Haiti: Nation of slaves

To understand Haiti’s poverty, one must understand its history. It is often said that Haiti is the poorest country in the Western Hemisphere. It is—and it’s not even close. This is because Haiti is also one of the most exploited countries in the world.


For an excellent history of Haiti, I recommend Paul Farmer’s The Uses of Haiti.

It started with massive genocide wrought by Spanish “explorers” in the 1500s. Virtually none of the natives survived. After that, the French took over the Haitian side of the island. Ships came from Africa loaded with slaves and left for Europe and the US filled with timber and sugar. Haiti was deforested by the 1700s. At the same time, it became the dominant trading partner of the US and Europe.

In 1803, the unthinkable happened. The slaves revolted, kicked out their French masters, and declared independence. This made Haiti just the second independent nation in the Western Hemisphere at the time, after the US. Europe and the US (where slavery was still legal) reacted with fear and condemnation and refused to recognize the upstart slaves. They cut them off, finally agreeing to let Haiti participate in world trade if they would first compensate the French for the loss of their plantations and slaves. So the slaves were made to pay compensation to their masters. The US regarding Haiti as a renegade slave state and did not recognize its independence until after the Civil War, a full sixty years after their independence.


Isabel’s Allende’s historical fiction is set during the Haitian revolution.

Ever since then, Haiti has been indebted to the US and Europe. The US has invaded or intervened over 40 times. In the 1800s, this often meant sending a military vessel to Port-au-Prince, demanding a large sum of cash from the national treasury, and sailing away. In 1910, the US precursor to Citibank simply purchased the Haitian national treasury. To protect its investment, the US military occupied the country from 1915 to 1934, in the process creating the Haitian military, whose sole purpose was and still is to repress its own people. Eventually, the US installed dictator François “Papa Doc” Duvalier, whose reign of terror kept Haiti safe for US businesses.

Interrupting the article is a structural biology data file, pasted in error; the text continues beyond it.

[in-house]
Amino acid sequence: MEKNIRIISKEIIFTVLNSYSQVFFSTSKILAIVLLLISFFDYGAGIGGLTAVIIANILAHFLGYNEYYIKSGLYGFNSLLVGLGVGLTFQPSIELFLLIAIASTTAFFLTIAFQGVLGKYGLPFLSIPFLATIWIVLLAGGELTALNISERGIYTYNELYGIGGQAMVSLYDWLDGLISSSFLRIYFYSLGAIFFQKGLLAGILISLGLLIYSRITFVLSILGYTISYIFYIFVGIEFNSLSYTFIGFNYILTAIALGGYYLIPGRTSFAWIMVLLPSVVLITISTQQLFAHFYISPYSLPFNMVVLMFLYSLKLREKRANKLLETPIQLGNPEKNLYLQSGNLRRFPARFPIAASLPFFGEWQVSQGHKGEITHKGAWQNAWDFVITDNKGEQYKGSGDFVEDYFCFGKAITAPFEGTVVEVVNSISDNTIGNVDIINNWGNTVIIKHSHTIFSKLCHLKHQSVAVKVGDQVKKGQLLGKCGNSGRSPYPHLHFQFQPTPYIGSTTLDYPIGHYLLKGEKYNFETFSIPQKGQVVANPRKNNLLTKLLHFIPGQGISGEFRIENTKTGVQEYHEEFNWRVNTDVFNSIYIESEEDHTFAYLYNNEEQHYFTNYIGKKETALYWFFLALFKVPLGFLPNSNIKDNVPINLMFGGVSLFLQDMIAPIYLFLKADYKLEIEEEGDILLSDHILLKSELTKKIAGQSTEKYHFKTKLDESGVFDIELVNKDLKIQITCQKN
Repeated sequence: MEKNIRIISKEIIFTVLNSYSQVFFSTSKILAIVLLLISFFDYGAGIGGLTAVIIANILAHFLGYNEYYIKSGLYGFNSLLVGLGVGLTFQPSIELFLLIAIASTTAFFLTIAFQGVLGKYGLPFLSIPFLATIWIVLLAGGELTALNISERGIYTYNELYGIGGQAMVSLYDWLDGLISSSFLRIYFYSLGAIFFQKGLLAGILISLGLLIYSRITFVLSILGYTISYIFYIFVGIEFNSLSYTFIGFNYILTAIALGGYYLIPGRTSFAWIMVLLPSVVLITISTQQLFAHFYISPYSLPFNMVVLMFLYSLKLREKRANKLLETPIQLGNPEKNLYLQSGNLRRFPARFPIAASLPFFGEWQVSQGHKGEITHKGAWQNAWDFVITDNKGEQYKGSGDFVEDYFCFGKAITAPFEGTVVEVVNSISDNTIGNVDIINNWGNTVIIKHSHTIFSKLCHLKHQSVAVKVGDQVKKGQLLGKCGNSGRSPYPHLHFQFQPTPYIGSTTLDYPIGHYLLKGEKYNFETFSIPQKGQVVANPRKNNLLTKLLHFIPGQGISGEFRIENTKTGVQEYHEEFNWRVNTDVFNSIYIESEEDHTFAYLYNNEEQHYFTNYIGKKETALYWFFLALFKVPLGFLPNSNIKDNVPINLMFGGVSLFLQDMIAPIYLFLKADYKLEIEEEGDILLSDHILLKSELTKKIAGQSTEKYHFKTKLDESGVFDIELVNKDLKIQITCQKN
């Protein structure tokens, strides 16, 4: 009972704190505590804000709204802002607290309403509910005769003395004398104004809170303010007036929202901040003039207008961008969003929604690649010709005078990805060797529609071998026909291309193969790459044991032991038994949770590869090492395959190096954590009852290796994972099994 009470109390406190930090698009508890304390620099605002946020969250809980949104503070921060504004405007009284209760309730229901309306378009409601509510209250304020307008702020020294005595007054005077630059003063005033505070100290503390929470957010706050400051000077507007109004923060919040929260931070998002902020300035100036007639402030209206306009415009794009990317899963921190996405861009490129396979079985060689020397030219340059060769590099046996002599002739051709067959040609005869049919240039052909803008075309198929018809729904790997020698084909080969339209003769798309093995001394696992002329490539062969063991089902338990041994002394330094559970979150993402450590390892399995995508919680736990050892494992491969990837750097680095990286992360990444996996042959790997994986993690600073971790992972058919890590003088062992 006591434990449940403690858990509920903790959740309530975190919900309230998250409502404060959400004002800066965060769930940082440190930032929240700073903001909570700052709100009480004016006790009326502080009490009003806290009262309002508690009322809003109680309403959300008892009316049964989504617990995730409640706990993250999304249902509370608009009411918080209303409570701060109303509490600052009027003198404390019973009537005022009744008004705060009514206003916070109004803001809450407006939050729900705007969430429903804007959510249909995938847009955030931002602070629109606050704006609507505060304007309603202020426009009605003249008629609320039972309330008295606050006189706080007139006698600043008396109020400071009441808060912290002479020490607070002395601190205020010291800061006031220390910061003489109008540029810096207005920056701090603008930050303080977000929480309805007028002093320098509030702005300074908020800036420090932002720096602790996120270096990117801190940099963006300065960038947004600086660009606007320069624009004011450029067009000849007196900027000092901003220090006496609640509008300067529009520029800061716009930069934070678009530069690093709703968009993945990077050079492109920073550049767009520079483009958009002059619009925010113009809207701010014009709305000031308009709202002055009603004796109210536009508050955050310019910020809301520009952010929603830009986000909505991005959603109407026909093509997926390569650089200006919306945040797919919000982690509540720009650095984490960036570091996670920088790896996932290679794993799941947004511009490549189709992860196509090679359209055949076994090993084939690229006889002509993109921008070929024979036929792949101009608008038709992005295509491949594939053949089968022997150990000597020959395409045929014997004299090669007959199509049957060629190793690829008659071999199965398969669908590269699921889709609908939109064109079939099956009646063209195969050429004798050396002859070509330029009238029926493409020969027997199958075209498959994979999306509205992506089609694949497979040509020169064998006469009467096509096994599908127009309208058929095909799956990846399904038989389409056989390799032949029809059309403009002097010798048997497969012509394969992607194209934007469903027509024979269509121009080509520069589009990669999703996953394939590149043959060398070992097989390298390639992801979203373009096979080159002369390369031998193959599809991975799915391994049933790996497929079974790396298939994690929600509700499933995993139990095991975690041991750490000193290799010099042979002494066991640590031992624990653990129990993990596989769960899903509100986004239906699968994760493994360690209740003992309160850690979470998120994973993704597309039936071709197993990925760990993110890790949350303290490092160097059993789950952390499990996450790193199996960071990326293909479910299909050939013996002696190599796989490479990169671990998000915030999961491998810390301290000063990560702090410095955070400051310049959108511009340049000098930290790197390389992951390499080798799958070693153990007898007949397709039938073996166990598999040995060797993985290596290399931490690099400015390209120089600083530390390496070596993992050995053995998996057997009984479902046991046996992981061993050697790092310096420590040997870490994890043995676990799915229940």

Haiti’s primary natural resource is no longer timber or sugar or coffee, but cheap labor. The US helped create this new slave economy by exporting, with approval from US-sponsored dictator Jean-Claude “Baby Doc” Duvalier, cheap (and subsidized) agricultural products. These were sold for less than what local Haitian farmers could sell for. Unable to compete, they abandoned their farms and moved to the cities to work in factories—factories owned by the Haitian elite (often US citizens living in Florida) or US companies, paying slave wages.


Aristide survived four assassination attempts. As one Haitian elite described, “Everyone who’s anyone is opposed to Aristide, except the people.”

The Haitian poor finally found a champion in the diminutive priest Jean-Bertrand Aristide, who was elected twice in landslides (despite the US funding $70 million to the opposition). See American doctor Paul Farmer’s article for the story of Aristide’s struggles with the Haitian military and its US supporters. Aristide had called for a cancellation of Haitian debt; for the French to reimburse Haiti, with interest, for the compensation to slave masters extorted from it in the 1800s (a total of $27 billion), for a clampdown on government corruption; for investments in health care and education; and for an increase in the minimum wage. This was too much for the West, and Aristide was driven from power by US-orchestrated coups both times. He was also the subject of an intense media campaign by Haitian elites opposed to him. (Reviews of books about Aristide on Amazon will either have a one-star or five-star rating, depending on who submitted it.) He lived in exile for years.